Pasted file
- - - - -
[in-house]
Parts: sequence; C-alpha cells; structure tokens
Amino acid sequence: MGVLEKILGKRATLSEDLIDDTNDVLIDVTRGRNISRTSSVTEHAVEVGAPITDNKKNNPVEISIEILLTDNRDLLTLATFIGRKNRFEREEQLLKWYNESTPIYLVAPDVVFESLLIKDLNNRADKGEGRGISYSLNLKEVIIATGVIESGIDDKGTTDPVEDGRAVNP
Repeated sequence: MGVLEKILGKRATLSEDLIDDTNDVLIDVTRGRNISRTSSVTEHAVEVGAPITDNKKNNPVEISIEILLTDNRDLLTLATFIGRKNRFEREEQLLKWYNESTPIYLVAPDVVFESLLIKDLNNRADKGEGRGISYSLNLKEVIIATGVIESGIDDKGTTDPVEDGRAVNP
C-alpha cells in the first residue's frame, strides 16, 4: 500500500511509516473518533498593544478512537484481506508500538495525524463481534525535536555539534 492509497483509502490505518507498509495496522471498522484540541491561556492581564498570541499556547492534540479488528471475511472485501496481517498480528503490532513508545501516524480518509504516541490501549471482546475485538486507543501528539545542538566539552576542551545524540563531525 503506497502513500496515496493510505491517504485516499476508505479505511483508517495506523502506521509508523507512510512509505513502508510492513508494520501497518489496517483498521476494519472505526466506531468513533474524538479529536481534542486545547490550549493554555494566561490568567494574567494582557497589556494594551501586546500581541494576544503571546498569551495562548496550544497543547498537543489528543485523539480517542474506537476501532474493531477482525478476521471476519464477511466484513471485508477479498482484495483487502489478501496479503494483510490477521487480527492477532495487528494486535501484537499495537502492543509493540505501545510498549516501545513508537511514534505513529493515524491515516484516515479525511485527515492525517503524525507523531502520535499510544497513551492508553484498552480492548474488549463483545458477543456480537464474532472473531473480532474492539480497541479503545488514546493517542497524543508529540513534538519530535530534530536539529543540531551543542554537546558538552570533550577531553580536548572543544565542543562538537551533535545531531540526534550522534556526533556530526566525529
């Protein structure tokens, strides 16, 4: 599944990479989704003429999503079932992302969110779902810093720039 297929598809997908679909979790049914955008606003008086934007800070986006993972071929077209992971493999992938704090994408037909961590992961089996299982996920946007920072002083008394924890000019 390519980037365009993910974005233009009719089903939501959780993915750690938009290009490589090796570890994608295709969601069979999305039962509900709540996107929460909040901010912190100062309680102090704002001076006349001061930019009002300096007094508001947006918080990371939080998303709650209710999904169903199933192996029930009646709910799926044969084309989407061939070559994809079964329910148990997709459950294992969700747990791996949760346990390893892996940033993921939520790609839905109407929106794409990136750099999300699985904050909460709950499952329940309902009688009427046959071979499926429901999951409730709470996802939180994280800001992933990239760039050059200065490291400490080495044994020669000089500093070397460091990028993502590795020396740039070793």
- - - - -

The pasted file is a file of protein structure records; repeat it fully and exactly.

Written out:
[in-house]
Parts: sequence; C-alpha cells; structure tokens
Amino acid sequence: MGVLEKILGKRATLSEDLIDDTNDVLIDVTRGRNISRTSSVTEHAVEVGAPITDNKKNNPVEISIEILLTDNRDLLTLATFIGRKNRFEREEQLLKWYNESTPIYLVAPDVVFESLLIKDLNNRADKGEGRGISYSLNLKEVIIATGVIESGIDDKGTTDPVEDGRAVNP
Repeated sequence: MGVLEKILGKRATLSEDLIDDTNDVLIDVTRGRNISRTSSVTEHAVEVGAPITDNKKNNPVEISIEILLTDNRDLLTLATFIGRKNRFEREEQLLKWYNESTPIYLVAPDVVFESLLIKDLNNRADKGEGRGISYSLNLKEVIIATGVIESGIDDKGTTDPVEDGRAVNP
C-alpha cells in the first residue's frame, strides 16, 4: 500500500511509516473518533498593544478512537484481506508500538495525524463481534525535536555539534 492509497483509502490505518507498509495496522471498522484540541491561556492581564498570541499556547492534540479488528471475511472485501496481517498480528503490532513508545501516524480518509504516541490501549471482546475485538486507543501528539545542538566539552576542551545524540563531525 503506497502513500496515496493510505491517504485516499476508505479505511483508517495506523502506521509508523507512510512509505513502508510492513508494520501497518489496517483498521476494519472505526466506531468513533474524538479529536481534542486545547490550549493554555494566561490568567494574567494582557497589556494594551501586546500581541494576544503571546498569551495562548496550544497543547498537543489528543485523539480517542474506537476501532474493531477482525478476521471476519464477511466484513471485508477479498482484495483487502489478501496479503494483510490477521487480527492477532495487528494486535501484537499495537502492543509493540505501545510498549516501545513508537511514534505513529493515524491515516484516515479525511485527515492525517503524525507523531502520535499510544497513551492508553484498552480492548474488549463483545458477543456480537464474532472473531473480532474492539480497541479503545488514546493517542497524543508529540513534538519530535530534530536539529543540531551543542554537546558538552570533550577531553580536548572543544565542543562538537551533535545531531540526534550522534556526533556530526566525529
């Protein structure tokens, strides 16, 4: 599944990479989704003429999503079932992302969110779902810093720039 297929598809997908679909979790049914955008606003008086934007800070986006993972071929077209992971493999992938704090994408037909961590992961089996299982996920946007920072002083008394924890000019 390519980037365009993910974005233009009719089903939501959780993915750690938009290009490589090796570890994608295709969601069979999305039962509900709540996107929460909040901010912190100062309680102090704002001076006349001061930019009002300096007094508001947006918080990371939080998303709650209710999904169903199933192996029930009646709910799926044969084309989407061939070559994809079964329910148990997709459950294992969700747990791996949760346990390893892996940033993921939520790609839905109407929106794409990136750099999300699985904050909460709950499952329940309902009688009427046959071979499926429901999951409730709470996802939180994280800001992933990239760039050059200065490291400490080495044994020669000089500093070397460091990028993502590795020396740039070793």